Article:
Abyssal, Act 1 Scene 1

When I wrote that three-act treatment last August I didn’t have the slightest suspicion that we’d be living through something like we are right now by the time I returned to expand it.  Then once we were under quarantine, I thought it would be horribly insensitive to revisit it.  At this point, I’m not so sure about that.  The pandemic element is ultimately ancillary to this story, and thinking about it I guess helps me turn some concepts over in my mind.  How constructive that is will remain to be seen.  This story has come to mean a lot to me, though, and I think it will evolve a lot now that I’m fiddling with it during a strange reflection of its own premise.  Maybe I will, too.

I don’t have specific plans for anything with this, but I’m writing it while imagining it in a visual medium, for practice and variety.  This first draft isn’t in any kind of standard format, just something that seems to make sense to me.  I hope someone else somewhere gets something out of it.


Keenan Cross

Abyssal (first draft)

Act 1

Scene 1

The field

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Free writing 48: The new houses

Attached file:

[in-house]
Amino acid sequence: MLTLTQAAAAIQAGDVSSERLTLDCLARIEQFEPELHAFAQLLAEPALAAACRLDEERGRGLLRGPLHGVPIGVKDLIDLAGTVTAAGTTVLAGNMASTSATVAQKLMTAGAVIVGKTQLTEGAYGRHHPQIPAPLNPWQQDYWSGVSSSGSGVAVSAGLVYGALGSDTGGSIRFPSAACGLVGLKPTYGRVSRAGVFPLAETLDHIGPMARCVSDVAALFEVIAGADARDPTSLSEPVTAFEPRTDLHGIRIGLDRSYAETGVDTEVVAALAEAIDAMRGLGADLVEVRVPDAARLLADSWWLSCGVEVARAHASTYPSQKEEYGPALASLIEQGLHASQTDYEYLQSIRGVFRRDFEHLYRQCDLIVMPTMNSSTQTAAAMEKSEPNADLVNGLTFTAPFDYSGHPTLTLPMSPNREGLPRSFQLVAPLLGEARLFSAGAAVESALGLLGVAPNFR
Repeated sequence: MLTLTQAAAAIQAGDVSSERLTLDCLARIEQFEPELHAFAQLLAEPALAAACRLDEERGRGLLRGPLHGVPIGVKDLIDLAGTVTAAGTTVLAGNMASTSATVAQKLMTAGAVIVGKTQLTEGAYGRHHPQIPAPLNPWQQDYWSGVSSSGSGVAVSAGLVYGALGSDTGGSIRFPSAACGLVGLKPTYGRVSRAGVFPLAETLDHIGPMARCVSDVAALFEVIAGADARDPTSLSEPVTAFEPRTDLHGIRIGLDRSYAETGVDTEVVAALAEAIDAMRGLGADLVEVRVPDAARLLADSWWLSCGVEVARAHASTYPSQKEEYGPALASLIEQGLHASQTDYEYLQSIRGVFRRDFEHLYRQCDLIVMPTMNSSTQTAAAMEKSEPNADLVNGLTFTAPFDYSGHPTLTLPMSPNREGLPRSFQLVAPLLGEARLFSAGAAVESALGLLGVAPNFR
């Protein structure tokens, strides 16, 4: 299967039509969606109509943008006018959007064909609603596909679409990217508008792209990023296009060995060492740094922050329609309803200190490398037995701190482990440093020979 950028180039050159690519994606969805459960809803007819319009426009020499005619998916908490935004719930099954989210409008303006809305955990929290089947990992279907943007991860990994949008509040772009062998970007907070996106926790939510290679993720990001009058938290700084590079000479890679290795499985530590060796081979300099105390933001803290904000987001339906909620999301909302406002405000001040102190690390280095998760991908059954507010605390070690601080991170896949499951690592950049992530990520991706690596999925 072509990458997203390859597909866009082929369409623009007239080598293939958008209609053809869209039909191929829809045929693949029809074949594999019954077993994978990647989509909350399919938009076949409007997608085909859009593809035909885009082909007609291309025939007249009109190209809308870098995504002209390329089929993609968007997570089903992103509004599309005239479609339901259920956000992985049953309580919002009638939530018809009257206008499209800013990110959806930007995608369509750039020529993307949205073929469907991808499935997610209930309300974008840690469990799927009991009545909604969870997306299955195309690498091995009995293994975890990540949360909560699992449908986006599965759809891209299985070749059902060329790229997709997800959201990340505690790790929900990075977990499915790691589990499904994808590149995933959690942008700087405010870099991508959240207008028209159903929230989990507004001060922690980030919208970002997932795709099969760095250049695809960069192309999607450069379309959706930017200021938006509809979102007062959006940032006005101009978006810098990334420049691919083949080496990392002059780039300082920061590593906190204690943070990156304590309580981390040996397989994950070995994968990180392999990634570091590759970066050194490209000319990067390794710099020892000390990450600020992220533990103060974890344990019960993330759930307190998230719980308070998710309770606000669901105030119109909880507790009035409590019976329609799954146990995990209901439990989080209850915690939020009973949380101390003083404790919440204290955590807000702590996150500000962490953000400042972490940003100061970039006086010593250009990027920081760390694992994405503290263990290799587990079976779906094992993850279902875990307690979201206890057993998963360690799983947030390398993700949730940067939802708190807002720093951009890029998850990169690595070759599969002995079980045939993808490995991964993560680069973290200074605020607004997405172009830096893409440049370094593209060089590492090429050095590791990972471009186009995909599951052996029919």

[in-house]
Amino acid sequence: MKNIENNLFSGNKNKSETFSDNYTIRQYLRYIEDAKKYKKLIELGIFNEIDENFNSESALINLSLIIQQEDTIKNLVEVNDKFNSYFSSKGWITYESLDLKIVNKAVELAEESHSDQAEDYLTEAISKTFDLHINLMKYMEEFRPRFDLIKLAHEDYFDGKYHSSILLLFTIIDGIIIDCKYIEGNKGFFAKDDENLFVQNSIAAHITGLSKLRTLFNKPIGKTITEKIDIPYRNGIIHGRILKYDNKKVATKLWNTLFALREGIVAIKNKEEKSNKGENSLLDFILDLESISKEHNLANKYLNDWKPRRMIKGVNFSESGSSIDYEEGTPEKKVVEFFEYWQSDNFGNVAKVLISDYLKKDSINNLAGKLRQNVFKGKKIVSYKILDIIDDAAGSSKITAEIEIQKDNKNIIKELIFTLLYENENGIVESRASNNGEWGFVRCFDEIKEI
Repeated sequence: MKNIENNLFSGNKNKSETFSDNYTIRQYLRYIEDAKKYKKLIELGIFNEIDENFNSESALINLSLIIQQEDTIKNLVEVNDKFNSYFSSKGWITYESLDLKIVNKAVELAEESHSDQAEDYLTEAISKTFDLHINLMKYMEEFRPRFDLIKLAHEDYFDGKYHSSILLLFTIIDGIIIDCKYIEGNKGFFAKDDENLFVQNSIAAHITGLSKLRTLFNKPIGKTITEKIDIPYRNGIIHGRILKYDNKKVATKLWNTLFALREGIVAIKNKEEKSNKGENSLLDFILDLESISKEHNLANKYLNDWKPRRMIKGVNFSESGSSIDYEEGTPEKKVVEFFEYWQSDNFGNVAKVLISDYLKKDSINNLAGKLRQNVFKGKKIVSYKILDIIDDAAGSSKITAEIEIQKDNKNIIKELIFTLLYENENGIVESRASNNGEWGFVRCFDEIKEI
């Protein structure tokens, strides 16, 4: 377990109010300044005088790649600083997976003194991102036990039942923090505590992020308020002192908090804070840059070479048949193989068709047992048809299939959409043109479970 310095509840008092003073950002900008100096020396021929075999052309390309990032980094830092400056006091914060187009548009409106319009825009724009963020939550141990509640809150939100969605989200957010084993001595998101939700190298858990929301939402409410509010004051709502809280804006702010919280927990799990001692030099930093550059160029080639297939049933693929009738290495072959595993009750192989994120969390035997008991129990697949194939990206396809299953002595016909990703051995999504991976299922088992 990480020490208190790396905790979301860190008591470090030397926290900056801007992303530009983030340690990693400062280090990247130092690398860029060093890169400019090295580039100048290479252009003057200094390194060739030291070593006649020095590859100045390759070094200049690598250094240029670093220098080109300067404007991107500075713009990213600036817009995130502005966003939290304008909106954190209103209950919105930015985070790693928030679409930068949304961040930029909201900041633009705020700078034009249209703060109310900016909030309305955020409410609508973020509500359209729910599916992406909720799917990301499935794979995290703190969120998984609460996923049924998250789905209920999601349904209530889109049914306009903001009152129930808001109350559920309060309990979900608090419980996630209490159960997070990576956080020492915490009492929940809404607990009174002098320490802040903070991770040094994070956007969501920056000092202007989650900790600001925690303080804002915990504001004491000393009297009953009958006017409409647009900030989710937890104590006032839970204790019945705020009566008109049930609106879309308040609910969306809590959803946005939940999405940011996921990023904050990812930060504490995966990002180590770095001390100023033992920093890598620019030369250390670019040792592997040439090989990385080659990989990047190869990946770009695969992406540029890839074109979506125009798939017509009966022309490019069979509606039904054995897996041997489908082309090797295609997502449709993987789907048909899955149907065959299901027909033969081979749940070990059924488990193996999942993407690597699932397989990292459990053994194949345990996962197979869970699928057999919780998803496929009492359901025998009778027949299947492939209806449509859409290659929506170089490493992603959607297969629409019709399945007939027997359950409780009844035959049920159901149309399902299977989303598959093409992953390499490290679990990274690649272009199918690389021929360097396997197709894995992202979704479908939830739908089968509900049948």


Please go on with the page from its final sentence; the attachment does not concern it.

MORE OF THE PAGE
The new Conversant struck a bell that rang into session a ceremony, the first of its kind.  He was a stocky, balding man with small, shrewd but strangely distant eyes and a slight pucker to every feature.  Yesterday, as throughout the long process thus far, he had worn a simple black suit, common for the middlemost class of commoners: today he came draped in antiquarian robes that enough of the audience found offputting that a murmur prevailed over the first words he spoke after ringing the bell.

“…sweep aside the nobility,” were his first audible words.  “because they were an affront to God.”

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Free writing 30: First Contact

“Sex appeal,” Linda said with a scowl.  “That’s what you think it needs.”
J. Greggory, who said that about everything, shrugged: What can I say?
Linda turned screen mirroring off and looked back over her designs.  She’d prepared twenty tight drawings based on hundreds of sketches, which had been the result of months of close work with engineers and biochemists and scientists in a dozen other fields.  And she had presented them to the board, and they had been okayed – pending J. Greggory’s approval.

“For whom,” she risked asking.  “exactly?”

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